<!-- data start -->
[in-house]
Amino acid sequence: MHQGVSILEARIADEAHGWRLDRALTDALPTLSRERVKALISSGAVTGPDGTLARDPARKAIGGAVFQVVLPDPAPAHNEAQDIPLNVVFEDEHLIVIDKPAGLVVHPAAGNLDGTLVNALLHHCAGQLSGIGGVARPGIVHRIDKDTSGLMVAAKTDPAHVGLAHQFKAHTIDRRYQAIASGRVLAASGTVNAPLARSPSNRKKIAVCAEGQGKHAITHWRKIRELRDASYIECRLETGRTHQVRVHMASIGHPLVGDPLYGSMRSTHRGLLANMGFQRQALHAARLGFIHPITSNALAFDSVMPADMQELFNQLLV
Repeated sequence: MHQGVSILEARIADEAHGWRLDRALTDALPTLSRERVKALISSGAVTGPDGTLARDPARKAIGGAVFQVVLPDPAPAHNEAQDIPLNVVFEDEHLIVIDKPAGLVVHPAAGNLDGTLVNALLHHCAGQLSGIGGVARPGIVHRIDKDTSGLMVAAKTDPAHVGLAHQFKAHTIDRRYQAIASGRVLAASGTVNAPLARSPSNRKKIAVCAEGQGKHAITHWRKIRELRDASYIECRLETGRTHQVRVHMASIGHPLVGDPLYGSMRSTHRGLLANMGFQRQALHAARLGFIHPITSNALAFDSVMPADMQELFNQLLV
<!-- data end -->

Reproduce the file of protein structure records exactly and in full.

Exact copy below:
[in-house]
Amino acid sequence: MHQGVSILEARIADEAHGWRLDRALTDALPTLSRERVKALISSGAVTGPDGTLARDPARKAIGGAVFQVVLPDPAPAHNEAQDIPLNVVFEDEHLIVIDKPAGLVVHPAAGNLDGTLVNALLHHCAGQLSGIGGVARPGIVHRIDKDTSGLMVAAKTDPAHVGLAHQFKAHTIDRRYQAIASGRVLAASGTVNAPLARSPSNRKKIAVCAEGQGKHAITHWRKIRELRDASYIECRLETGRTHQVRVHMASIGHPLVGDPLYGSMRSTHRGLLANMGFQRQALHAARLGFIHPITSNALAFDSVMPADMQELFNQLLV
Repeated sequence: MHQGVSILEARIADEAHGWRLDRALTDALPTLSRERVKALISSGAVTGPDGTLARDPARKAIGGAVFQVVLPDPAPAHNEAQDIPLNVVFEDEHLIVIDKPAGLVVHPAAGNLDGTLVNALLHHCAGQLSGIGGVARPGIVHRIDKDTSGLMVAAKTDPAHVGLAHQFKAHTIDRRYQAIASGRVLAASGTVNAPLARSPSNRKKIAVCAEGQGKHAITHWRKIRELRDASYIECRLETGRTHQVRVHMASIGHPLVGDPLYGSMRSTHRGLLANMGFQRQALHAARLGFIHPITSNALAFDSVMPADMQELFNQLLV